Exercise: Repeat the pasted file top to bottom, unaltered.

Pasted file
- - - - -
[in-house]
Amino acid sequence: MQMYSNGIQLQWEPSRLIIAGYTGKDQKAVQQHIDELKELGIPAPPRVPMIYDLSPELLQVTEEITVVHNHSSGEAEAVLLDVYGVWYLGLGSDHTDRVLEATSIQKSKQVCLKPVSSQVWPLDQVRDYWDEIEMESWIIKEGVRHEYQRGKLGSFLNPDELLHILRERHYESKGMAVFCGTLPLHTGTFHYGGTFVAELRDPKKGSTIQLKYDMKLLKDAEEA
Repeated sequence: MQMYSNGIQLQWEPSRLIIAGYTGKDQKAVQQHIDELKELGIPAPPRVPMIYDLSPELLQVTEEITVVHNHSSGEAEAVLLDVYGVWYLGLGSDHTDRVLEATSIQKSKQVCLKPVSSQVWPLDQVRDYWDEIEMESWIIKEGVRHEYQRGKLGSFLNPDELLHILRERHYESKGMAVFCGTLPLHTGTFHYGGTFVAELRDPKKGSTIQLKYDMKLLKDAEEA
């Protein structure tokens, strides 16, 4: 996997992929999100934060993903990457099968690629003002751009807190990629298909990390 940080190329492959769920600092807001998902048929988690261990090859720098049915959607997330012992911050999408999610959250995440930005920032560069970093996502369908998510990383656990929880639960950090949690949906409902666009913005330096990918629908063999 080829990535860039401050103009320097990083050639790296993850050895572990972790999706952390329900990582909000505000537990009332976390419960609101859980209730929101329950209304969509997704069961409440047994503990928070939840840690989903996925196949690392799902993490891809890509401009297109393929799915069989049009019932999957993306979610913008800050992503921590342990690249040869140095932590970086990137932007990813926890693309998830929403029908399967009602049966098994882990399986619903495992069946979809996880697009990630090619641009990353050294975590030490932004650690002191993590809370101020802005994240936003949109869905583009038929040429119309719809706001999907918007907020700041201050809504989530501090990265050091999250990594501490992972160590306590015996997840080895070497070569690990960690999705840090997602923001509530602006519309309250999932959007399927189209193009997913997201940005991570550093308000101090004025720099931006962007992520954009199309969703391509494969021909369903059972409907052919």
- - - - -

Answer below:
[in-house]
Amino acid sequence: MQMYSNGIQLQWEPSRLIIAGYTGKDQKAVQQHIDELKELGIPAPPRVPMIYDLSPELLQVTEEITVVHNHSSGEAEAVLLDVYGVWYLGLGSDHTDRVLEATSIQKSKQVCLKPVSSQVWPLDQVRDYWDEIEMESWIIKEGVRHEYQRGKLGSFLNPDELLHILRERHYESKGMAVFCGTLPLHTGTFHYGGTFVAELRDPKKGSTIQLKYDMKLLKDAEEA
Repeated sequence: MQMYSNGIQLQWEPSRLIIAGYTGKDQKAVQQHIDELKELGIPAPPRVPMIYDLSPELLQVTEEITVVHNHSSGEAEAVLLDVYGVWYLGLGSDHTDRVLEATSIQKSKQVCLKPVSSQVWPLDQVRDYWDEIEMESWIIKEGVRHEYQRGKLGSFLNPDELLHILRERHYESKGMAVFCGTLPLHTGTFHYGGTFVAELRDPKKGSTIQLKYDMKLLKDAEEA
């Protein structure tokens, strides 16, 4: 996997992929999100934060993903990457099968690629003002751009807190990629298909990390 940080190329492959769920600092807001998902048929988690261990090859720098049915959607997330012992911050999408999610959250995440930005920032560069970093996502369908998510990383656990929880639960950090949690949906409902666009913005330096990918629908063999 080829990535860039401050103009320097990083050639790296993850050895572990972790999706952390329900990582909000505000537990009332976390419960609101859980209730929101329950209304969509997704069961409440047994503990928070939840840690989903996925196949690392799902993490891809890509401009297109393929799915069989049009019932999957993306979610913008800050992503921590342990690249040869140095932590970086990137932007990813926890693309998830929403029908399967009602049966098994882990399986619903495992069946979809996880697009990630090619641009990353050294975590030490932004650690002191993590809370101020802005994240936003949109869905583009038929040429119309719809706001999907918007907020700041201050809504989530501090990265050091999250990594501490992972160590306590015996997840080895070497070569690990960690999705840090997602923001509530602006519309309250999932959007399927189209193009997913997201940005991570550093308000101090004025720099931006962007992520954009199309969703391509494969021909369903059972409907052919």